|It is said that a woman who evolves to a stronger sense of self and purpose becomes unbreakable and formidable in any field. This can be said of 26-year-old Guyanese-born pageant enthusiast, Jyoti Hardat.|
This elegant yet alluring entrepreneur has been competing in pageants locally and internationally with much success for several years. She has even trained numerous women for all the rigors and unexpected challenges that can be expected in the world of pageantry.
After spending years as a participant and a trainer in this arena, Hardat has found a new purpose. The Pageant guru is now on a mission to change the way pageantry is being held in Guyana by setting the bar to an all time high. She recently became the new franchise holder of the Miss Guyana Universe Franchise, and with internationally acclaimed fashion designer, Derek Moore by her side; this “Bonnie and Clyde” team is on a journey to revolutionize the local pageant arena for the better.
In an interview with Guyana Inc., Hardat makes it clear that she has a strong passion for the sport and a determination to see the fair treatment of women globally.
She said that due to her background in the fight against domestic violence, she started competing in pageantry to use it as a platform to raise more awareness and to further develop herself in areas she never knew could be developed.
The Director asserted that she is very passionate about working with young women to help develop them into well-rounded individuals. Hardat believes that this is going to be a life changing experience as this is greatly needed in the world of pageantry in Guyana.
She expressed, “Having competed in the MISS UNIVERSE GUYANA® pageant a few years ago, and witnessing firsthand the way pageantry is managed in Guyana, I wanted to create a standard and an environment of fairness and empowerment to the confidently beautiful women, who can use this pageant as a stepping stone to achieve their dreams.”
The Miss Universe Guyana Director added, “After years of hard work and the support of those who believed that I can make a difference, I was given the opportunity to partner with the MISS UNIVERSE® Organization and thereby, accepted the position of National Director of the MISS UNIVERSE GUYANA® pageant.”
The Pageant enthusiast said that she and her partner, Derek Moore, will definitely change the way pageants are held in Guyana. She noted that the MISS UNIVERSE® Pageant is often overlooked in many areas. She is of the view that many people see MISS UNIVERSE® as just a ‘glitz and glam’ experience.
Hardat expressed, “As much as looking your best is important, conduct, discipline, grit and presence are important. Over the years, I’ve seen our country send very impressive girls to the international competition, but in most cases, they lack confidence, presence and professional training.”
The entrepreneur continued, “MISS UNIVERSE® demands personality and energy. An assessment of all of these push factors influenced my partner, Derek Moore and I, to prepare our local winner in an exclusive manner with a great support system so that her confidence never falters. We live in a world where girls are preparing for the world of pageantry from a very young age and so they live and breathe pageantry as opposed to our country choosing a representative a few days before. This year we are trying to tackle all of these shortcomings to send up the most consistent girl.”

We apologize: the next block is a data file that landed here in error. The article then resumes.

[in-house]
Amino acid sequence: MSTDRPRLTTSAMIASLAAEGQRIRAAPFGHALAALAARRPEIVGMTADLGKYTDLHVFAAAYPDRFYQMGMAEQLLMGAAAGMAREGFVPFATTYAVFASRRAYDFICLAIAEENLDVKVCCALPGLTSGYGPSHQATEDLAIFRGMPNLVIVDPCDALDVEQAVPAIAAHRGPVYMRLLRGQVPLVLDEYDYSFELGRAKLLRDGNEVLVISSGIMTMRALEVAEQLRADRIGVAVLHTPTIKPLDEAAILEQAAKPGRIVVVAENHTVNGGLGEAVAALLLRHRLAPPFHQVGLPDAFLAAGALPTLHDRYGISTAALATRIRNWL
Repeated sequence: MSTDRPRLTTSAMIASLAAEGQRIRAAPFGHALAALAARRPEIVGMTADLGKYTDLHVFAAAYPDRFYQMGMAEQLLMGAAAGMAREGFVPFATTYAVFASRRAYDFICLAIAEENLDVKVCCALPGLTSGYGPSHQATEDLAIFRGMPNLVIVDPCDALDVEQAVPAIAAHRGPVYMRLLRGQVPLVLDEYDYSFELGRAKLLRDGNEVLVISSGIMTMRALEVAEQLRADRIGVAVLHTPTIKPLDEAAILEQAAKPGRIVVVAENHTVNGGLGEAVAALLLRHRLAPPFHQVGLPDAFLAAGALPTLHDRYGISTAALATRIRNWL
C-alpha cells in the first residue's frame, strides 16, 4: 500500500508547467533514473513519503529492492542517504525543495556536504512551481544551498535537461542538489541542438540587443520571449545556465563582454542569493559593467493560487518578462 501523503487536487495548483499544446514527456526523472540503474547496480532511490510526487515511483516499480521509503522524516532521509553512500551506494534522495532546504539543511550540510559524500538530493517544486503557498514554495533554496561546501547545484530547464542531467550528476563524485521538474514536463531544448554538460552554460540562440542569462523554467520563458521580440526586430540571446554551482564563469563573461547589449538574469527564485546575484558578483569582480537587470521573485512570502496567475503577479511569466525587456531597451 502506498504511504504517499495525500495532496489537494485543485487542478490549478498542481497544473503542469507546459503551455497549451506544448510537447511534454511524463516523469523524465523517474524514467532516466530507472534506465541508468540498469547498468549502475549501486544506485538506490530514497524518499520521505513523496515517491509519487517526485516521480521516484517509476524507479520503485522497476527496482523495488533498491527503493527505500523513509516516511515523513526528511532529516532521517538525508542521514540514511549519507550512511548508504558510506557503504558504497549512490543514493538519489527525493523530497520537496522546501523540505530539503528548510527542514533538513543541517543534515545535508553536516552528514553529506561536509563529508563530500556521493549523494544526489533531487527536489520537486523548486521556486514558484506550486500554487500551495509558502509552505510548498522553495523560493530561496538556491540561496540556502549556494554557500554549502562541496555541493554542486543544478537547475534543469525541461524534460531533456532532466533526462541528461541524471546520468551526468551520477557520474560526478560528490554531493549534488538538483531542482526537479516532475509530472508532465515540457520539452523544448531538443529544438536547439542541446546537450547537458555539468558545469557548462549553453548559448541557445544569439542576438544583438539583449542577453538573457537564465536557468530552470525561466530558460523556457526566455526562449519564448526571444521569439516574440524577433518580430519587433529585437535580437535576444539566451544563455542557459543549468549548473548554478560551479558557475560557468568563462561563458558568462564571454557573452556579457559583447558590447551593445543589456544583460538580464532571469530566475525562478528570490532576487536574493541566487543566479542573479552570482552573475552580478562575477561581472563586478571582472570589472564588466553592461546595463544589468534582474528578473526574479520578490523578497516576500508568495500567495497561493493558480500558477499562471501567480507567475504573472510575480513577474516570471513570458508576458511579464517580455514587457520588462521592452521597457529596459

The Miss Universe Guyana Director also expressed that the search has already begun for the new queen. She said that they are seeking young women with a sense of character; women who embody uniqueness and confidence. She said that delegates must have a sense of purpose, remembering that she is a role model, not only for the pageant, but for her country and the people she represents.
Hardat said that delegates must be single, 18 years of age but no older than 27 on January 1st, 2016. She said that they must not been married and have never given birth. The pageant will be in August of this year but a date is yet to be released. As per usual, the fundamental categories the delegates will have to part take in will include the personal interview with the panel of judges, fitness in swimwear, elegance in evening gown and of course, the final question.
As it relates to the dreaded final question round, Hardat opines that this segment is usually based on trending topics, opinions and the contestant’s ability to think logically and promptly. She said that being informed is the key role in tackling the final question.
“Contrary to popular opinion, it is not as difficult and I believe it’s completely overrated. We intend on having the contestants build on their habits to speak and express themselves without fear, but with sophistication and confidence. A popular saying goes ‘it’s not what you say but the manner in which you say it’ and I couldn’t agree with that more,” expressed the franchise holder.
Hardat added, “My team and I intend to work with the contestants on the manner in which they speak, including tone and dialect while keeping them in touch with their inner abilities and working towards bringing out their thoughts in the best way possible.”
She said that once that is tackled, the final question shouldn’t be an issue. Hardat said that there will also be many opportunities during the pageant week where the public will be able to interact with the selected delegates at the events which include a charity gala/sashing ceremony.
The Pageant director noted that while public speaking is a fear many face, interaction with the public during these events, will help the delegates to overcome any apprehension as they head into the final coronation night.